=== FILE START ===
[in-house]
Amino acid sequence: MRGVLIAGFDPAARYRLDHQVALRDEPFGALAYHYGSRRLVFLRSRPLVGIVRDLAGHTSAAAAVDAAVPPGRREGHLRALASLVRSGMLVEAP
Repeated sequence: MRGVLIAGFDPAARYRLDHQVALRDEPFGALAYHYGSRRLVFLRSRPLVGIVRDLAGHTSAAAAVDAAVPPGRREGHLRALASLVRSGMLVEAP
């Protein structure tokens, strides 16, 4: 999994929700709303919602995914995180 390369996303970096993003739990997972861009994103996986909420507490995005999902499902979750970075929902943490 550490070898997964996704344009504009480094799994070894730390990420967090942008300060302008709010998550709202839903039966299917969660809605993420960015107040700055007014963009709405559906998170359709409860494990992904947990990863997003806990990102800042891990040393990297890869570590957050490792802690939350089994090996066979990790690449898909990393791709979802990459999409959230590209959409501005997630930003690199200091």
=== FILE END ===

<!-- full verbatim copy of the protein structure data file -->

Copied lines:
[in-house]
Amino acid sequence: MRGVLIAGFDPAARYRLDHQVALRDEPFGALAYHYGSRRLVFLRSRPLVGIVRDLAGHTSAAAAVDAAVPPGRREGHLRALASLVRSGMLVEAP
Repeated sequence: MRGVLIAGFDPAARYRLDHQVALRDEPFGALAYHYGSRRLVFLRSRPLVGIVRDLAGHTSAAAAVDAAVPPGRREGHLRALASLVRSGMLVEAP
């Protein structure tokens, strides 16, 4: 999994929700709303919602995914995180 390369996303970096993003739990997972861009994103996986909420507490995005999902499902979750970075929902943490 550490070898997964996704344009504009480094799994070894730390990420967090942008300060302008709010998550709202839903039966299917969660809605993420960015107040700055007014963009709405559906998170359709409860494990992904947990990863997003806990990102800042891990040393990297890869570590957050490792802690939350089994090996066979990790690449898909990393791709979802990459999409959230590209959409501005997630930003690199200091």